Bob Oatley’s 100-footer tonight took line honours for the fifth time, but victory is only provisional

Wild Oats XI, Bob Oatley’s 100-footer tonight took line honours for the fifth time in the Rolex Sydney Hobart, but her victory is provisional with the boat facing potential disqualification for breaching, albeit unintentionally, a major safety rule of the ocean classic.

Surrounded by media and spectator boats, the giant maxi yacht swept up the River Derwent half an hour before sunset on a rather dull and cool summer’s evening in Hobart.

With the north-westerly breeze hanging in, Wild Oats XI outpaced earlier predictions of a 10pm to midnight finish – much to the appreciation of media cameramen on low flying helicopters and on media boats. She made a magnificent sight, powering to windward past the John Garrow Light off lower Sandy Bay and crossed the finish line at 8:37pm this evening, Tuesday 28 December.

With victory in sight, skipper Mark Richards still called for a headsail change as she passed Sandy Bay Point to lift her boatspeed.

Ashore, there was deep apprehension among the Wild Oats XI support team as only three and a half hours earlier the Race Committee headed by Tim Cox had advised the fleet by radio, and in the case of Wild Oats XI and the British yacht Ran, by satellite phone, that both yachts were being protested for failing to make the mandatory call by HF radio when abeam of Green Cape on the south coast of NSW.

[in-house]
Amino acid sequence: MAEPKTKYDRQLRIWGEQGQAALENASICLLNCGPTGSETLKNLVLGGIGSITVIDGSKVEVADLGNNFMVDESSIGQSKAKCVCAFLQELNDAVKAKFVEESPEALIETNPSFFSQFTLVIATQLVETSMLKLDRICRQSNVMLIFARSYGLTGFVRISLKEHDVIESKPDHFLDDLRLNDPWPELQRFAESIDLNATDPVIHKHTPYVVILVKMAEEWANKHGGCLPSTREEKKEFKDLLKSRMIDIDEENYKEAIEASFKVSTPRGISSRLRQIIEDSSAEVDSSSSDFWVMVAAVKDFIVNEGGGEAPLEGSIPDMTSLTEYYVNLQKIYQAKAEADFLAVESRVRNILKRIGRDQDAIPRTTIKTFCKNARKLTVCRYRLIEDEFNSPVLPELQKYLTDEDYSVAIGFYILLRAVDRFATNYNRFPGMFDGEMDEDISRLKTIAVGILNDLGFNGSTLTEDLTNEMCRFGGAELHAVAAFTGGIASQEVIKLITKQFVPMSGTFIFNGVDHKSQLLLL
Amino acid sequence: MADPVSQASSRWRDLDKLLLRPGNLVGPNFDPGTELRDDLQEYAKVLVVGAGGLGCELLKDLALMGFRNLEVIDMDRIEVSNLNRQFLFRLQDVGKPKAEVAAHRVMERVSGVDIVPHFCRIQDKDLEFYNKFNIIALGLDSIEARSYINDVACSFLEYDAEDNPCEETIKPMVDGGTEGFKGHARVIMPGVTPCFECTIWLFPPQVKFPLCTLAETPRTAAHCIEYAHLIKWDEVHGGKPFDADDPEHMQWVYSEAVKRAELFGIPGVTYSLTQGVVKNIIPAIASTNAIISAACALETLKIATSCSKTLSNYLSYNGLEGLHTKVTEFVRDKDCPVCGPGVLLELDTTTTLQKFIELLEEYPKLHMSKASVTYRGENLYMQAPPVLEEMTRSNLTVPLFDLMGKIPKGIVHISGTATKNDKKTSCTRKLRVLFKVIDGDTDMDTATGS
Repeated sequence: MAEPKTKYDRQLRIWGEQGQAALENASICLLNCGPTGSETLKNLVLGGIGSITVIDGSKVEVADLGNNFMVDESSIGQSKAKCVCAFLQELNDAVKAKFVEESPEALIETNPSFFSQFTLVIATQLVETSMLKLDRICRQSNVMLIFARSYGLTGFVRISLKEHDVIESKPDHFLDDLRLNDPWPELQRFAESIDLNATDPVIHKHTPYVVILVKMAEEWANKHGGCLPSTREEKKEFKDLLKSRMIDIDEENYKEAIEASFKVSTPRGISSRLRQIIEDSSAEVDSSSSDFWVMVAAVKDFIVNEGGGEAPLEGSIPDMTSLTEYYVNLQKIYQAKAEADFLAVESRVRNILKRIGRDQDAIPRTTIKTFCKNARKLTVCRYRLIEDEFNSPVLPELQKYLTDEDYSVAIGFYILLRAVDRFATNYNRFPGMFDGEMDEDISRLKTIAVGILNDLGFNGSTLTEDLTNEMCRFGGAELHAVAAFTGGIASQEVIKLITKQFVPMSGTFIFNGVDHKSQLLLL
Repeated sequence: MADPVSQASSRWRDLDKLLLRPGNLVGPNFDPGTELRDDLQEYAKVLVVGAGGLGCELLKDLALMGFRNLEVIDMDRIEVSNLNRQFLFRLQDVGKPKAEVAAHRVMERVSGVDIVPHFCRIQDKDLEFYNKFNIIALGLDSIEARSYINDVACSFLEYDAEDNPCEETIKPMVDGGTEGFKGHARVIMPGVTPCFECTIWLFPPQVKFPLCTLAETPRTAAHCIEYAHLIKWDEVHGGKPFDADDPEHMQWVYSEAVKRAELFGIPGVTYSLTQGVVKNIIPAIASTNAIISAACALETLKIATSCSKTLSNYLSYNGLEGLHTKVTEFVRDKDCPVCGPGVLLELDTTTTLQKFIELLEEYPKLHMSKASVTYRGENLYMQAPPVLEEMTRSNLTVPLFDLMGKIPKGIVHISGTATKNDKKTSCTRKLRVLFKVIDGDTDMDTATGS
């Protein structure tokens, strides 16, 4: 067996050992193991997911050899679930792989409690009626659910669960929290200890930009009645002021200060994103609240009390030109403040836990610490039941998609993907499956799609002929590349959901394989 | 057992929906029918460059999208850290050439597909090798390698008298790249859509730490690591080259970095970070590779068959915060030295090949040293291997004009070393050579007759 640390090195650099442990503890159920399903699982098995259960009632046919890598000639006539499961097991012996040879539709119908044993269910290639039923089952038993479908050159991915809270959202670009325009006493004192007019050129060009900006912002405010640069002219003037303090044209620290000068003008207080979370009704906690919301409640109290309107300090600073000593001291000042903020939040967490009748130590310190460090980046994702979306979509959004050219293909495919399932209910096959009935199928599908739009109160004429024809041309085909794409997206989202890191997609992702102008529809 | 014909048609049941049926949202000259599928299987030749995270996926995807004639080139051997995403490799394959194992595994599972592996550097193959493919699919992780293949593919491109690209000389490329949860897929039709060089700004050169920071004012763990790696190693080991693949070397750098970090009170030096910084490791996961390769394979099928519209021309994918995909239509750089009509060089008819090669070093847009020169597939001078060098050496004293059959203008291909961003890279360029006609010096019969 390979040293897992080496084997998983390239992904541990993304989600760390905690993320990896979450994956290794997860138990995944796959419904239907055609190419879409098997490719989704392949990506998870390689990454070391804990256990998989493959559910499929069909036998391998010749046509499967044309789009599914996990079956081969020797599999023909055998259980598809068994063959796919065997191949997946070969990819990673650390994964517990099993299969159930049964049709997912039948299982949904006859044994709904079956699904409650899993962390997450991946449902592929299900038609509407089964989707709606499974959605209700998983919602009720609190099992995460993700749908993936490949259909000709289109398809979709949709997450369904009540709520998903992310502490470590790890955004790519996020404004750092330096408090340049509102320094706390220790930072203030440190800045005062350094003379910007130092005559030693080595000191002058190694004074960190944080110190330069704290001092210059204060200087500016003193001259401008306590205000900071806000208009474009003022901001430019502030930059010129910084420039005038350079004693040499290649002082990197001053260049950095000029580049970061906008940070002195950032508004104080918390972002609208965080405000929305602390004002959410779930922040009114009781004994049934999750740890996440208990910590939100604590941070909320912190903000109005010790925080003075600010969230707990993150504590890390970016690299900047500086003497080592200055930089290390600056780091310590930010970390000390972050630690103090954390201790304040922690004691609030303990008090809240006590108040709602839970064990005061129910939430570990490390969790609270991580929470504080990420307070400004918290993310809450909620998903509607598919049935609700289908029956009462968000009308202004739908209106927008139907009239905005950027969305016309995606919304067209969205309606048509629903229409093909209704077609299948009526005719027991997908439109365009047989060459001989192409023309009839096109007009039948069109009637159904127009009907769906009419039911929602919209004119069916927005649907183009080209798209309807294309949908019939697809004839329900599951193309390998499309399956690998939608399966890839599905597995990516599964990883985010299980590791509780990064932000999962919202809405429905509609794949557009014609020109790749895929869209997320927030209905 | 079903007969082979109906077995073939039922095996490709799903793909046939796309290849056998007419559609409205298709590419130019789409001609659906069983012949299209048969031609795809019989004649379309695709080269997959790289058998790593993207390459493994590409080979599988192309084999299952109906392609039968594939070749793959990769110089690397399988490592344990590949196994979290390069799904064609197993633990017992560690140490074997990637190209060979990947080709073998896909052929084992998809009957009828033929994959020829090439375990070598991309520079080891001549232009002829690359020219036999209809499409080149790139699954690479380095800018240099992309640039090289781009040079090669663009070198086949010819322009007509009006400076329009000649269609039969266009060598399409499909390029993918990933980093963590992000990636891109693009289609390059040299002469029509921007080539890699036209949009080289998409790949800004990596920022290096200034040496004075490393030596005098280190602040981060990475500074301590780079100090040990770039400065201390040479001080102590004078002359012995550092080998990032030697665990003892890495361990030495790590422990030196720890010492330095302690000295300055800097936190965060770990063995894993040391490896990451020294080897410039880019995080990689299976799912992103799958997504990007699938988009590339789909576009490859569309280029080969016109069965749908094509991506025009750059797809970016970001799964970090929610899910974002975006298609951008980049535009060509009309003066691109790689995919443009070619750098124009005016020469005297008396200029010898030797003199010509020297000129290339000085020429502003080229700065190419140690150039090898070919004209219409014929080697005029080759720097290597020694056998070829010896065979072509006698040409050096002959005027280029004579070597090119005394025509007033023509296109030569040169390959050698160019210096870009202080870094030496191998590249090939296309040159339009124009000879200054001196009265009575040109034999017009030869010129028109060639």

For the Race Committee this is considered one of the most serious breaches of a safety rule introduced in the wake of the tragic 1998 Sydney Hobart – the rules of the race specifically state that every yacht must report in by HF radio that the boat and its crew is in proper shape to make the crossing of Bass Strait.

It appears that neither Wild Oats XI or Ran did this, apparently because their HF radios where not operative or had insufficient signal, did not report by radio but satellite telephone.

‘I advised them that a satellite phone call did not meet the rules, which we regard as one of the vital safety rules of this race,’ Tim Cox said.

Neither Cox or the Commodore of the CYCA would speculate on the decision of the International Jury which will meet in Hobart at 1300 hours tomorrow, but it is understood a penalty could range from outright disqualification to a time penalty.

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